Yo-yo dieting, also called weight cycling, is a pattern of losing weight and then regaining it. It's commonly thought that yo-yo dieting leads to long-term struggles with weight and a greater risk of obesity. There are also concerns that yo-yo dieting increases risk for type 2 diabetes and heart disease.
Numerous studies have tried to determine if these concerns are valid. Researchers recently reviewed 31 studies on weight cycling and its relationship to obesity and diabetes. Here are some of the findings:
- A total of 19 studies examined the effects of weight cycling on metabolic risk factors for obesity. Of these, more than half (58 percent) found an association between weight cycling and increased weight and body fat, specifically belly fat, subsequently increasing the risk of obesity.
- Eight studies examined the impact of weight cycling on weight gain and obesity risk. Three studies reported that weight cycling appears to increase the likelihood of future weight gain.
- Of the studies that looked at risk for type 2 diabetes, the majority (76 percent) concluded that weight cycling did not increase blood glucose levels nor risk for type 2 diabetes.
Thus, the researchers concluded that there's little evidence to support a connection between yo-yo dieting and increased risk of obesity and diabetes.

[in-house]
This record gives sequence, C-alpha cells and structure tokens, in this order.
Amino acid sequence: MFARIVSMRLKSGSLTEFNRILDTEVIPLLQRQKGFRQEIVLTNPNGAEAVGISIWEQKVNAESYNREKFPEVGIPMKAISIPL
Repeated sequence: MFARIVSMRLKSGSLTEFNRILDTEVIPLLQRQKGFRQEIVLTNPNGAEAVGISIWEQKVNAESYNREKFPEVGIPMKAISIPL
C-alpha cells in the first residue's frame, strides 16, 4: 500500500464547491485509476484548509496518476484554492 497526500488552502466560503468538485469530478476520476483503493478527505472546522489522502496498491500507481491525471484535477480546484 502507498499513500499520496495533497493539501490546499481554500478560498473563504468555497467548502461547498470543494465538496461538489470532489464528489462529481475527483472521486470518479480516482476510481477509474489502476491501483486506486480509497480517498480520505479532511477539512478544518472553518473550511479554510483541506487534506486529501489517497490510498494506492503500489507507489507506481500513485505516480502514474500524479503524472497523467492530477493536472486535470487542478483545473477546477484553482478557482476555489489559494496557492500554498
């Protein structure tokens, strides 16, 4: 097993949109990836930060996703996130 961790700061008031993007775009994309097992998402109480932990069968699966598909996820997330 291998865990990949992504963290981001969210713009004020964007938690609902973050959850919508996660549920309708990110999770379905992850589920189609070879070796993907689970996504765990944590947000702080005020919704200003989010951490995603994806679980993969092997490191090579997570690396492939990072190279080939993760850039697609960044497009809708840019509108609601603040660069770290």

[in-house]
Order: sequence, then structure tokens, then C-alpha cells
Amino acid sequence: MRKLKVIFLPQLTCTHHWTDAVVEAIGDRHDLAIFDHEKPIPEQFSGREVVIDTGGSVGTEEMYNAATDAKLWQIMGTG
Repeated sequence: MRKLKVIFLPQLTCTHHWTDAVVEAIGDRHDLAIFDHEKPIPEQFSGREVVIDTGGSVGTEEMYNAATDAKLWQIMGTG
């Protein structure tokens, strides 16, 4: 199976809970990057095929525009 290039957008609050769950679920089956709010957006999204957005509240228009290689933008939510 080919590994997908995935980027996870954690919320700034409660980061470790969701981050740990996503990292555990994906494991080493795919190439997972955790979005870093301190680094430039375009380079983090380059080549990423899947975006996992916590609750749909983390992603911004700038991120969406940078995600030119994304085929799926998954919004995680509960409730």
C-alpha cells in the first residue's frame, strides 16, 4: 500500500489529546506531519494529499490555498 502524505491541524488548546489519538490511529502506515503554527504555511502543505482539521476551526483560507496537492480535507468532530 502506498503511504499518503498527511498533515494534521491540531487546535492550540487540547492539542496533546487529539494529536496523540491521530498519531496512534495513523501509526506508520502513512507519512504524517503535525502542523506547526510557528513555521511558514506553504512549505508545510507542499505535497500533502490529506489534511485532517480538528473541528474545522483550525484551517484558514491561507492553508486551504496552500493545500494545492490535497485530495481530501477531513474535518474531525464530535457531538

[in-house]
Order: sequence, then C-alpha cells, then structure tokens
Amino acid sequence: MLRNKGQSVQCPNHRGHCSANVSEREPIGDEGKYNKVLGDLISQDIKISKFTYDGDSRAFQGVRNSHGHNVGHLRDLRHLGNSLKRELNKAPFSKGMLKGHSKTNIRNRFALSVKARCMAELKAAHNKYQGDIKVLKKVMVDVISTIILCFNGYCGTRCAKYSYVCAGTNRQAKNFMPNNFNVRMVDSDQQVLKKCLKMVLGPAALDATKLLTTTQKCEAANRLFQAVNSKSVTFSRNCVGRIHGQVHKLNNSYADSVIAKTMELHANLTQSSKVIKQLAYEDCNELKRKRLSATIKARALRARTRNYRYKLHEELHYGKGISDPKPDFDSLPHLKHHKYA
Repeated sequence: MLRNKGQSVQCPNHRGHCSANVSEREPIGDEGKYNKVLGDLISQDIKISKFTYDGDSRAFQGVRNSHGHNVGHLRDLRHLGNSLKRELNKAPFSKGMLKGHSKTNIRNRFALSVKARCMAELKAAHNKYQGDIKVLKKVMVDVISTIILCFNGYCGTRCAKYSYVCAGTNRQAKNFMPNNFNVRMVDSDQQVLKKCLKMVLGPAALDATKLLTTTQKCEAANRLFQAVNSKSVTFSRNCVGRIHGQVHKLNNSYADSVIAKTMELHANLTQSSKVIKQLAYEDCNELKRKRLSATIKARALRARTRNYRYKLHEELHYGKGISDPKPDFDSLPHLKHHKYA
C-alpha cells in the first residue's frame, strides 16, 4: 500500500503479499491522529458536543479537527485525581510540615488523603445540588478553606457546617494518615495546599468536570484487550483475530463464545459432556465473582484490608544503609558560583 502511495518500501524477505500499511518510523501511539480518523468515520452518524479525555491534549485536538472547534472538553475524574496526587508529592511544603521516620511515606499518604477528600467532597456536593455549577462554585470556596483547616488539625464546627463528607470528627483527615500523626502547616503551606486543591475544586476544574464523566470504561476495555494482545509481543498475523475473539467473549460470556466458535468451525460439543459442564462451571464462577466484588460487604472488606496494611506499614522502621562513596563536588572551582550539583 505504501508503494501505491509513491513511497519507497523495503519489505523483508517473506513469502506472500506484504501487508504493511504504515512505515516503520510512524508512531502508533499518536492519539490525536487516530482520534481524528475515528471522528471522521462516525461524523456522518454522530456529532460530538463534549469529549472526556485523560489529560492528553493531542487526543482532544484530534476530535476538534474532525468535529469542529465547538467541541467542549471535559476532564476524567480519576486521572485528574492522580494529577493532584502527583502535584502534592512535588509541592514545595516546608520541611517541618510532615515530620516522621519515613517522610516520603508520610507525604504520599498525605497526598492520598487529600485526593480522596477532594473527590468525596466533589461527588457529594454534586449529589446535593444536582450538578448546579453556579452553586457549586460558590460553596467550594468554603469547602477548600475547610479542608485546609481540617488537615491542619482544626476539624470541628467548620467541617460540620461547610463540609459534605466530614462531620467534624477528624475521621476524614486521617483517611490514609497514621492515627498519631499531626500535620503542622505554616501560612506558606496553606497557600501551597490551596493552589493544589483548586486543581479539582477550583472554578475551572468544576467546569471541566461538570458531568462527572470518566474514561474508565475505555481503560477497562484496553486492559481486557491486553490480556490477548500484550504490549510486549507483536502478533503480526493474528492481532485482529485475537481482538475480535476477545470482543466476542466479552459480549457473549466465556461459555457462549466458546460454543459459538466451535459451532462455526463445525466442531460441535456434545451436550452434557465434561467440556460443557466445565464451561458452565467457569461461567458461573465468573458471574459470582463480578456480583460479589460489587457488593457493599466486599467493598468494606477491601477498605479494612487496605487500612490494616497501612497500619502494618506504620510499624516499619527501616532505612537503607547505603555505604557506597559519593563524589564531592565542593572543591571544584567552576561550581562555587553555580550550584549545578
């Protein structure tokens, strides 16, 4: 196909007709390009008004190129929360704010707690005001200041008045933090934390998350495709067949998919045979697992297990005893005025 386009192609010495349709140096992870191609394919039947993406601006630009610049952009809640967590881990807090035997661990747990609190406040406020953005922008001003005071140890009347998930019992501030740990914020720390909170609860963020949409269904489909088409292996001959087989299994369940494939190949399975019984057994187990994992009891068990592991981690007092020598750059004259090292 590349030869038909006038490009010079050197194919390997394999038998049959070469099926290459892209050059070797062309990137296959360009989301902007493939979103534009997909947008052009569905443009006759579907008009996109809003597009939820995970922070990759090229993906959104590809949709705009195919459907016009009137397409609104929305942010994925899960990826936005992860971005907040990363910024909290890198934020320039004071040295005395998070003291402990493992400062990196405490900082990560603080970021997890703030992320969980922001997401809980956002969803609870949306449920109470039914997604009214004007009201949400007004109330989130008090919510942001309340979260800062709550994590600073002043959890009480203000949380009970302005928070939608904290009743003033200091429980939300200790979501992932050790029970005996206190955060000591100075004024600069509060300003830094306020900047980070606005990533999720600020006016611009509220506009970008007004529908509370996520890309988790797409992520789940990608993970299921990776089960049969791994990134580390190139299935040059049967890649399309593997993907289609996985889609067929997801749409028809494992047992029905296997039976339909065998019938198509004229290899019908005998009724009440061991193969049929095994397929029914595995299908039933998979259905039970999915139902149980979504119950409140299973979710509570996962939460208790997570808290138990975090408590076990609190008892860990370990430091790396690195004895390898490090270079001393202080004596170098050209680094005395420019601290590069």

A new study presented at the 2016 American Heart Association Scientific Sessions looked at weight cycling and cardiovascular disease risk in postmenopausal women. Alarmingly, the study found that weight cycling in women of normal weight was associated with a 3.5 times higher risk for sudden cardiac death and a 66 percent increased risk for dying of coronary heart disease.
Where does that leave us? With many unanswered questions. Clearly, more research is needed to better understand the short- and long-term effects of weight cycling. Here are a few questions I have: Is the quality of the diet being considered? How quickly is the weight lost or regained, and what effect does this have on blood glucose, fat tissue and other metabolic factors? What are your questions or reflections on yo-yo dieting?
Nov. 29, 2016
- Mackie GM, et al. Does weight cycling promote obesity and metabolic risk factors? Obesity Research & Clinical Practice. In press. Accessed Nov. 18, 2016.
- Yo-yo dieting dangerous even if not overweight. American Heart Association. http://news.heart.org/yo-yo-dieting-dangerous-even-if-not-overweight/. Accessed Nov. 18, 2016.